"That is why we have the 6Rs, so staff can understand our focus and where we need to go," Sharieff says. "Otherwise, they would not have a good idea of our strategy. When I round at our hospitals, I see the 6Rs on bulletin boards, with action plans on what they can do to reduce costs and increase revenue. For example, some units have cut down on printing documents that are not necessary."
Scripps has launched several initiatives to increase revenue. For example, the health system, which is comprised of north and south regions, formed the North Region Surgery Optimization Team five months ago. This team has looked at several factors, including the best locations for surgeries, blocking surgeon time, rearranging surgeries so they are more efficient and back-to-back, and increasing the efficiency of operating room robots. As a result, the health system performed 5,000 more surgeries over the past five months compared to the same period last year.
"This not only generates more revenue but also improves patient experience," Sharieff says, adding that more efficient and timely surgeries benefit patients.
Other initiatives to increase revenue include boosting hospital throughput, pushing growth in profitable service areas that communities, strengthening partnerships in payer contracting, and advocating for an increase in Medi-Cal reimbursement, which has not increased in 10 years.
Scripps has focused on keeping patients in network, Sharieff says. During the pandemic, the health system did not have enough hospital beds to serve patients, and it lost about 20% of its patients. Since then, she says, Scripps has made substantial progress in repatriation.
"No. 1, these are our patients, and we want them back," she says. "No. 2, it is a matter of revenue. If we have patients who are our covered lives, we get charged more if they seek care out of network. We put a Sprint Team together around repatriation, and in 2023 less than 1% of our patients have been seeking care out of network."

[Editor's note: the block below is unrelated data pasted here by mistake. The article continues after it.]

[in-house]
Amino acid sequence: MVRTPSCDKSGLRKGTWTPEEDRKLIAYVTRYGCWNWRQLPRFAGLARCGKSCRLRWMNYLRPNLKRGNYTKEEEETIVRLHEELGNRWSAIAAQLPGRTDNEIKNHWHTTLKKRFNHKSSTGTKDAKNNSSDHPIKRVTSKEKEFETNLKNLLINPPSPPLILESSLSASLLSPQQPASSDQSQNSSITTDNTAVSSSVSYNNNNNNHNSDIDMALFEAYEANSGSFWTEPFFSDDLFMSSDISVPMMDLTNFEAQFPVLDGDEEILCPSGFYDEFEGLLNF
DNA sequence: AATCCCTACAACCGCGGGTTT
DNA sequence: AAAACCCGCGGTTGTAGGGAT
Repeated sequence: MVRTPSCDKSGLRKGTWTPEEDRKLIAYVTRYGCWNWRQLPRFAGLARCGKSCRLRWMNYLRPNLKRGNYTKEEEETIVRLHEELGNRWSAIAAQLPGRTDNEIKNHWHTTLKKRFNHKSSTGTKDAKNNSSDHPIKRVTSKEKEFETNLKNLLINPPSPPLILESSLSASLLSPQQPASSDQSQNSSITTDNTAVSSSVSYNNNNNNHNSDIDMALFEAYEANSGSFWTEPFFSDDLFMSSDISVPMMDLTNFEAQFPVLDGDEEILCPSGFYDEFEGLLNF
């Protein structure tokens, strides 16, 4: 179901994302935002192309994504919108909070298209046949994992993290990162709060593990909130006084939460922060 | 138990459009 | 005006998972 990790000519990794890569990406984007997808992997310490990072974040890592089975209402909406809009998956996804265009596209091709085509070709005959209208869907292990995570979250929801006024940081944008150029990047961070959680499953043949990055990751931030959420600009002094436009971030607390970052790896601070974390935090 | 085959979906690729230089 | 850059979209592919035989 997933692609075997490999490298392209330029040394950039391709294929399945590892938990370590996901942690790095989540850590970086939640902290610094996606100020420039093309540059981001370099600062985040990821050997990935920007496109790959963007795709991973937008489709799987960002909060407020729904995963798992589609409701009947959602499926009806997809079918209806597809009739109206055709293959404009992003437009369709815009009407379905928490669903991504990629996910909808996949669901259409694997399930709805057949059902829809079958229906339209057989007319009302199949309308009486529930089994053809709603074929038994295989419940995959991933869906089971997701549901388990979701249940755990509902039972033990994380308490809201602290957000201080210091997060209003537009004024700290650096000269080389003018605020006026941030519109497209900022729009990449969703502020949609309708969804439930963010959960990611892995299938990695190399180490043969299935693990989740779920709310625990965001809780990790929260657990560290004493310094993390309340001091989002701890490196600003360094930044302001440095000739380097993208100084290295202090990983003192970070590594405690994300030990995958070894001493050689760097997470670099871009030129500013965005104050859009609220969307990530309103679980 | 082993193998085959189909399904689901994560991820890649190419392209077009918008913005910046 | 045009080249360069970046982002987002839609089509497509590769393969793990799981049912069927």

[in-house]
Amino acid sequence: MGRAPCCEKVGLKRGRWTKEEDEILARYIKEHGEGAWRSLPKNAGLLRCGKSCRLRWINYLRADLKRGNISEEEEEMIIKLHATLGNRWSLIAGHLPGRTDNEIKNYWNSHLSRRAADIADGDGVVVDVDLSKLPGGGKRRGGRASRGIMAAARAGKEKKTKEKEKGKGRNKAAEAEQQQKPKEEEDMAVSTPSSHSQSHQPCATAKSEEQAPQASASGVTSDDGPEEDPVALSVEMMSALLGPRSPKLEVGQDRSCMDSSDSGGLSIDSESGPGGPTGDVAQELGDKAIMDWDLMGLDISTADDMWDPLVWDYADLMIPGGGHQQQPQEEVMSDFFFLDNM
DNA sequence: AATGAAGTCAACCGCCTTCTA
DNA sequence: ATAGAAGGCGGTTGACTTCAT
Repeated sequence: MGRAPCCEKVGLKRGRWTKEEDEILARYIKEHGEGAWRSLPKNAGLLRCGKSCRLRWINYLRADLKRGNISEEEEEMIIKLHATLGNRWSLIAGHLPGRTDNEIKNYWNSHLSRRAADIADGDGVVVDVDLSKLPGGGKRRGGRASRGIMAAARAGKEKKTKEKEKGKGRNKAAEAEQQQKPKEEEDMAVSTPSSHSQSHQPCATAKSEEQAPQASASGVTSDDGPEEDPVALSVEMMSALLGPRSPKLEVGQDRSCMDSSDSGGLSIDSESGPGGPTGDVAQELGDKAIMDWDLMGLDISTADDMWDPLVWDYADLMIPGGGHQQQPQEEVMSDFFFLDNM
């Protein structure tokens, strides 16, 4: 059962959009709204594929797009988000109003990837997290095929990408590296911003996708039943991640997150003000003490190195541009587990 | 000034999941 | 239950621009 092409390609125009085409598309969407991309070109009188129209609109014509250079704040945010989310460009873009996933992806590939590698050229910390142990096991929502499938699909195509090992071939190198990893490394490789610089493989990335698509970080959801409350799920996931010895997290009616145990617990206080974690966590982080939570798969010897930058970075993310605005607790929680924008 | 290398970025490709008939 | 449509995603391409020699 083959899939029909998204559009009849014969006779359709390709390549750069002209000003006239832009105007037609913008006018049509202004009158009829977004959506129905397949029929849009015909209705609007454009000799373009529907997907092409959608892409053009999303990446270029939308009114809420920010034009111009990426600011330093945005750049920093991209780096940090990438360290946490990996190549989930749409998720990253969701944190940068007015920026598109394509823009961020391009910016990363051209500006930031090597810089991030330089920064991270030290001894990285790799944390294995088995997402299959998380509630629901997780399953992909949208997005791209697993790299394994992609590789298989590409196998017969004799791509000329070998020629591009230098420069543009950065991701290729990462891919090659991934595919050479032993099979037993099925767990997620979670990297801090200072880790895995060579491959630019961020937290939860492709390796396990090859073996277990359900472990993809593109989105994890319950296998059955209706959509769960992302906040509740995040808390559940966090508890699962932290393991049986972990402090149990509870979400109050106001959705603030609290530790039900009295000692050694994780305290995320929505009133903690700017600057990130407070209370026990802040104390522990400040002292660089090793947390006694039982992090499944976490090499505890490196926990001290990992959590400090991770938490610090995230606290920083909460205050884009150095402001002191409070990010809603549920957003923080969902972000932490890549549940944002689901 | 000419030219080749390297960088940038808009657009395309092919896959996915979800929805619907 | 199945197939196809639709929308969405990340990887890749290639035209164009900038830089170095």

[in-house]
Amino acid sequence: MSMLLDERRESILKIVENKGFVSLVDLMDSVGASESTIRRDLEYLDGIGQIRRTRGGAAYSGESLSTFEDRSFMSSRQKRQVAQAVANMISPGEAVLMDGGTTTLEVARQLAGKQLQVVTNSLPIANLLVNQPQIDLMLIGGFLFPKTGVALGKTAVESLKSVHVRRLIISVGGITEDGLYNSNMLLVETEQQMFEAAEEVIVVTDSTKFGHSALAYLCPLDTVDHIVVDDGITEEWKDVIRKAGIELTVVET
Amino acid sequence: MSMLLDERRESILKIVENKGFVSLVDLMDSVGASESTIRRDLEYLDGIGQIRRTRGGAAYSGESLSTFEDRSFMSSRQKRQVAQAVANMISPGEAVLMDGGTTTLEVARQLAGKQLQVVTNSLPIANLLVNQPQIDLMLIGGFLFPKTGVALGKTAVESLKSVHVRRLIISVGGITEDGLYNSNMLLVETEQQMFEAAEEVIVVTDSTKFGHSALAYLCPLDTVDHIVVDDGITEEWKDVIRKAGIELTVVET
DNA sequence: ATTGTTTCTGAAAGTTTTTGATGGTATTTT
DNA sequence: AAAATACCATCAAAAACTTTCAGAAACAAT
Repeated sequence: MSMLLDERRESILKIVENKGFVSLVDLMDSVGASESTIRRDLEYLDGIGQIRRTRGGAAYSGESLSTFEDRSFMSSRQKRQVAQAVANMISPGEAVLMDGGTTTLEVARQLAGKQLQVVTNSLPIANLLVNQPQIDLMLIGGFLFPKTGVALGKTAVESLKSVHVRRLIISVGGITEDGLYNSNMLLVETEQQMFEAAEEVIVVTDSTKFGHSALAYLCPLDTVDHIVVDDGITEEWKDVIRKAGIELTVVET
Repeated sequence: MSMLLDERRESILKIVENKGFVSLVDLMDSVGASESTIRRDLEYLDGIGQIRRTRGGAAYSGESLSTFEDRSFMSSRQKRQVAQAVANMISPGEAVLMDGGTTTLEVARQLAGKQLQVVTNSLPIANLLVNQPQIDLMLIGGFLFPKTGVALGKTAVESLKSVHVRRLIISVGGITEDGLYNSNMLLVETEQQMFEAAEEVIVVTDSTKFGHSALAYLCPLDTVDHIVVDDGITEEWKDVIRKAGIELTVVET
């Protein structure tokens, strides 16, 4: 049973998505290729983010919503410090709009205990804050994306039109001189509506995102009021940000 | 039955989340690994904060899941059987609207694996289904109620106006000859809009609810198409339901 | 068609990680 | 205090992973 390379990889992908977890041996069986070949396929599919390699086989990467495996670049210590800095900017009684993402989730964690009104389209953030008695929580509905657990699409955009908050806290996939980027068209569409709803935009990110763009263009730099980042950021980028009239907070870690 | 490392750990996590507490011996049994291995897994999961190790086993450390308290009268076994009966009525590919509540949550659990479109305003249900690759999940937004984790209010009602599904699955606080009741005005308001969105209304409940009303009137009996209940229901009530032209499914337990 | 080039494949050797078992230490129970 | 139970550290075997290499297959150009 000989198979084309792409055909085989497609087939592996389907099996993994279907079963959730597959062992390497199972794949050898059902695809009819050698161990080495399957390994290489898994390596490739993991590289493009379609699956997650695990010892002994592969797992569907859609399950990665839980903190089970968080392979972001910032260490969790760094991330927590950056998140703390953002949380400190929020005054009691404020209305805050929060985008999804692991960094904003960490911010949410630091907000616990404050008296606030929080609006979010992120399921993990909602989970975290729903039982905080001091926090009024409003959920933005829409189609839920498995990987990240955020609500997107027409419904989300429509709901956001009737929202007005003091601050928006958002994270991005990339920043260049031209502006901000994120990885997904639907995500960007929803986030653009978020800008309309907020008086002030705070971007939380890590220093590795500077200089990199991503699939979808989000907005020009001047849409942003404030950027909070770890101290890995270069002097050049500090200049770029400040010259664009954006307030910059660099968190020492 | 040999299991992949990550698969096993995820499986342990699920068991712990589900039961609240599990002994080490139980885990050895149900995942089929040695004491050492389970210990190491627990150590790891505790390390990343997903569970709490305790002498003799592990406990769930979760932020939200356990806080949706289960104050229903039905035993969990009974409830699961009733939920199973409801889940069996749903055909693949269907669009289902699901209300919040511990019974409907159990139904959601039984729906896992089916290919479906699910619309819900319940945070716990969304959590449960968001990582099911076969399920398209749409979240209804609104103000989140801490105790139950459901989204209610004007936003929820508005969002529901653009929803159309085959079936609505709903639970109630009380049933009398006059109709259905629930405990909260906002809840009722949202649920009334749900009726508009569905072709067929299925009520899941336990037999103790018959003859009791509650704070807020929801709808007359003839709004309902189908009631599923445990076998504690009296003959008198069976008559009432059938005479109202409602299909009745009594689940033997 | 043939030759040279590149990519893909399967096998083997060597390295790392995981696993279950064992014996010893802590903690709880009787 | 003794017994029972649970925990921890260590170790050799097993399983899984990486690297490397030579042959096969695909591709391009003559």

5. Raising money through philanthropy
To support the health system's operations, Scripps has stepped up efforts to raise money through philanthropy, Sharieff says. The health system receives philanthropic support mainly from individuals, who are often grateful patients, and from foundations, and it raises an average of $40 million annually through philanthropy.
"Scripps was founded on philanthropy nearly 100 years ago, and it continues to be an important source of financial support, particularly during these challenging economic times," she says.
6. Reassessing and reimagining
The newest of the 6Rs is reassessing and reimagining, which was adopted late this past summer. These efforts are in their infancy, but Sharieff offers a couple of examples.
One idea is reassessing the value and timeliness of meetings. A one-hour meeting with 20 people that is not necessary takes away 20 hours of staff time that could be used doing other things such as rounding or having time to strategize.
Another example focuses on reimagining certain processes or tasks. Sharieff has looked at the assignments she gives to members of her team. For example, one staff member has been chairing the Pharmacy and Therapeutics Committee for 10 years. Sharieff wants to groom the next layer of leaders, so she is going to find a new person to chair this committee, which will allow someone else the chance to learn and the incumbent will have a chance to have more time to do other things.
"That is a simple example of reimagining and thinking about succession planning," she says.
Generating positive results
Pursuing the 6Rs has improved operations and bolstered the bottom line at Scripps, Sharieff says.
"We have had 5,100 more surgeries in five months. The repatriation numbers went from 20% out of network to less than 1%. We have saved millions of dollars with our pharmacy team, supply chain, support services, and consolidation of vendors. We have made progress on retaining staff—we are not paying as much for travelers such as traveling nurses," she says.
Christopher Cheney is the senior clinical care editor at HealthLeaders.
To increase healthcare worker retention, make sure compensation is competitive and organizational culture appeals to staff.
Reduce hospital length of stay to increase throughput and revenue.
Raise money through philanthropy to boost the bottom line.